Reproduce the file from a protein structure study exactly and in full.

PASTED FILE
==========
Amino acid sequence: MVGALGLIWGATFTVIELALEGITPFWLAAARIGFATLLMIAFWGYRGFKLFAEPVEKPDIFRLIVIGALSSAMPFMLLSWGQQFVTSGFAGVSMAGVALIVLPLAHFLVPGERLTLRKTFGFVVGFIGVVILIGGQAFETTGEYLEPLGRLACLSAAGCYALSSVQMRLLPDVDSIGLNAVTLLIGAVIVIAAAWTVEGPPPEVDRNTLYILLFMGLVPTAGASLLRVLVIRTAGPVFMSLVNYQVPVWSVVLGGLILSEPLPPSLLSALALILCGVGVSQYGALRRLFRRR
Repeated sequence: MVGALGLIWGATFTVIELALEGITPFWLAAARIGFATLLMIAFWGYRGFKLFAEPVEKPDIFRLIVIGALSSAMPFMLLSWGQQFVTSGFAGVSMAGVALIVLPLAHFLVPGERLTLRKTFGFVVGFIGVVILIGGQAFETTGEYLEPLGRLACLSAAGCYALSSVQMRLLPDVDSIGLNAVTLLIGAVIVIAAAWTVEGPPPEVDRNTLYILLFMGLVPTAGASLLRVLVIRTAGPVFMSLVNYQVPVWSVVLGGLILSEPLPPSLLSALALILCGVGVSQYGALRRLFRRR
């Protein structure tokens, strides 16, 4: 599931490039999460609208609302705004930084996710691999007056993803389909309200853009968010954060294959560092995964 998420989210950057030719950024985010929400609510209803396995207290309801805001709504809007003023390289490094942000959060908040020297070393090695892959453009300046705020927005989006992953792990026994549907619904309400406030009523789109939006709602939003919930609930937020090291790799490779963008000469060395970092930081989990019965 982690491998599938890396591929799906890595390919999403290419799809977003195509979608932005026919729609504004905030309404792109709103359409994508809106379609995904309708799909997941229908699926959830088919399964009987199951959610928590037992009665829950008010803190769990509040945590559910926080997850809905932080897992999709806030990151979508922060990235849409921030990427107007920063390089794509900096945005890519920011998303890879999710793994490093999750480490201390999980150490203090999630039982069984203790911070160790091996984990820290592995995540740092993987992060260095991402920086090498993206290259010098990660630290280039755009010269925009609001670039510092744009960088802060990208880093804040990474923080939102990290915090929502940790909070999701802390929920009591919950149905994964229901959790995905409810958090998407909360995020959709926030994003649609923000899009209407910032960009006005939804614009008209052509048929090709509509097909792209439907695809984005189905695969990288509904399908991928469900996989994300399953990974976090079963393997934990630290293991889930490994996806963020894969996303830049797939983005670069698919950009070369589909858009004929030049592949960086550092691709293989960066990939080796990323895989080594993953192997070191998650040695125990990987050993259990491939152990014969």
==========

Amino acid sequence: MVGALGLIWGATFTVIELALEGITPFWLAAARIGFATLLMIAFWGYRGFKLFAEPVEKPDIFRLIVIGALSSAMPFMLLSWGQQFVTSGFAGVSMAGVALIVLPLAHFLVPGERLTLRKTFGFVVGFIGVVILIGGQAFETTGEYLEPLGRLACLSAAGCYALSSVQMRLLPDVDSIGLNAVTLLIGAVIVIAAAWTVEGPPPEVDRNTLYILLFMGLVPTAGASLLRVLVIRTAGPVFMSLVNYQVPVWSVVLGGLILSEPLPPSLLSALALILCGVGVSQYGALRRLFRRR
Repeated sequence: MVGALGLIWGATFTVIELALEGITPFWLAAARIGFATLLMIAFWGYRGFKLFAEPVEKPDIFRLIVIGALSSAMPFMLLSWGQQFVTSGFAGVSMAGVALIVLPLAHFLVPGERLTLRKTFGFVVGFIGVVILIGGQAFETTGEYLEPLGRLACLSAAGCYALSSVQMRLLPDVDSIGLNAVTLLIGAVIVIAAAWTVEGPPPEVDRNTLYILLFMGLVPTAGASLLRVLVIRTAGPVFMSLVNYQVPVWSVVLGGLILSEPLPPSLLSALALILCGVGVSQYGALRRLFRRR
């Protein structure tokens, strides 16, 4: 599931490039999460609208609302705004930084996710691999007056993803389909309200853009968010954060294959560092995964 998420989210950057030719950024985010929400609510209803396995207290309801805001709504809007003023390289490094942000959060908040020297070393090695892959453009300046705020927005989006992953792990026994549907619904309400406030009523789109939006709602939003919930609930937020090291790799490779963008000469060395970092930081989990019965 982690491998599938890396591929799906890595390919999403290419799809977003195509979608932005026919729609504004905030309404792109709103359409994508809106379609995904309708799909997941229908699926959830088919399964009987199951959610928590037992009665829950008010803190769990509040945590559910926080997850809905932080897992999709806030990151979508922060990235849409921030990427107007920063390089794509900096945005890519920011998303890879999710793994490093999750480490201390999980150490203090999630039982069984203790911070160790091996984990820290592995995540740092993987992060260095991402920086090498993206290259010098990660630290280039755009010269925009609001670039510092744009960088802060990208880093804040990474923080939102990290915090929502940790909070999701802390929920009591919950149905994964229901959790995905409810958090998407909360995020959709926030994003649609923000899009209407910032960009006005939804614009008209052509048929090709509509097909792209439907695809984005189905695969990288509904399908991928469900996989994300399953990974976090079963393997934990630290293991889930490994996806963020894969996303830049797939983005670069698919950009070369589909858009004929030049592949960086550092691709293989960066990939080796990323895989080594993953192997070191998650040695125990990987050993259990491939152990014969």